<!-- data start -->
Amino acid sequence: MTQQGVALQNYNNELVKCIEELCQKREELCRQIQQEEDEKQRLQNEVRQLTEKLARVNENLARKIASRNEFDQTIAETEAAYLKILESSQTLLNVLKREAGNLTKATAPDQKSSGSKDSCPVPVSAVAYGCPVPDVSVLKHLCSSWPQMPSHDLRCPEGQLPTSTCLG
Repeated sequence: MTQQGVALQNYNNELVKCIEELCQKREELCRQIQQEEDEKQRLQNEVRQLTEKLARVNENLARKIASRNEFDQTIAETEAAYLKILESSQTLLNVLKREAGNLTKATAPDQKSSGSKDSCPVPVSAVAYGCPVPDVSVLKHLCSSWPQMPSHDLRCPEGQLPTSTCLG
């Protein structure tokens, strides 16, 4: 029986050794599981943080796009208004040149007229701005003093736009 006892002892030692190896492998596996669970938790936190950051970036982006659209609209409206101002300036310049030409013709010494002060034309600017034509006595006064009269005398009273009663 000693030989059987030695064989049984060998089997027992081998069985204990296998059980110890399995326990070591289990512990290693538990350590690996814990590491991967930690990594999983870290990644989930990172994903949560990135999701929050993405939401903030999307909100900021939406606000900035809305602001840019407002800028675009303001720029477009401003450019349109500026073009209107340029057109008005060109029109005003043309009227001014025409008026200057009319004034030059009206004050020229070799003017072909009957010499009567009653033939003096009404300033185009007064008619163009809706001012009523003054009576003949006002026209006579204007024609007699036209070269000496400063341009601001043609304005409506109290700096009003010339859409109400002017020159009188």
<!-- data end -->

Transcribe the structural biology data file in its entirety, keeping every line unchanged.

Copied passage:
Amino acid sequence: MTQQGVALQNYNNELVKCIEELCQKREELCRQIQQEEDEKQRLQNEVRQLTEKLARVNENLARKIASRNEFDQTIAETEAAYLKILESSQTLLNVLKREAGNLTKATAPDQKSSGSKDSCPVPVSAVAYGCPVPDVSVLKHLCSSWPQMPSHDLRCPEGQLPTSTCLG
Repeated sequence: MTQQGVALQNYNNELVKCIEELCQKREELCRQIQQEEDEKQRLQNEVRQLTEKLARVNENLARKIASRNEFDQTIAETEAAYLKILESSQTLLNVLKREAGNLTKATAPDQKSSGSKDSCPVPVSAVAYGCPVPDVSVLKHLCSSWPQMPSHDLRCPEGQLPTSTCLG
């Protein structure tokens, strides 16, 4: 029986050794599981943080796009208004040149007229701005003093736009 006892002892030692190896492998596996669970938790936190950051970036982006659209609209409206101002300036310049030409013709010494002060034309600017034509006595006064009269005398009273009663 000693030989059987030695064989049984060998089997027992081998069985204990296998059980110890399995326990070591289990512990290693538990350590690996814990590491991967930690990594999983870290990644989930990172994903949560990135999701929050993405939401903030999307909100900021939406606000900035809305602001840019407002800028675009303001720029477009401003450019349109500026073009209107340029057109008005060109029109005003043309009227001014025409008026200057009319004034030059009206004050020229070799003017072909009957010499009567009653033939003096009404300033185009007064008619163009809706001012009523003054009576003949006002026209006579204007024609007699036209070269000496400063341009601001043609304005409506109290700096009003010339859409109400002017020159009188």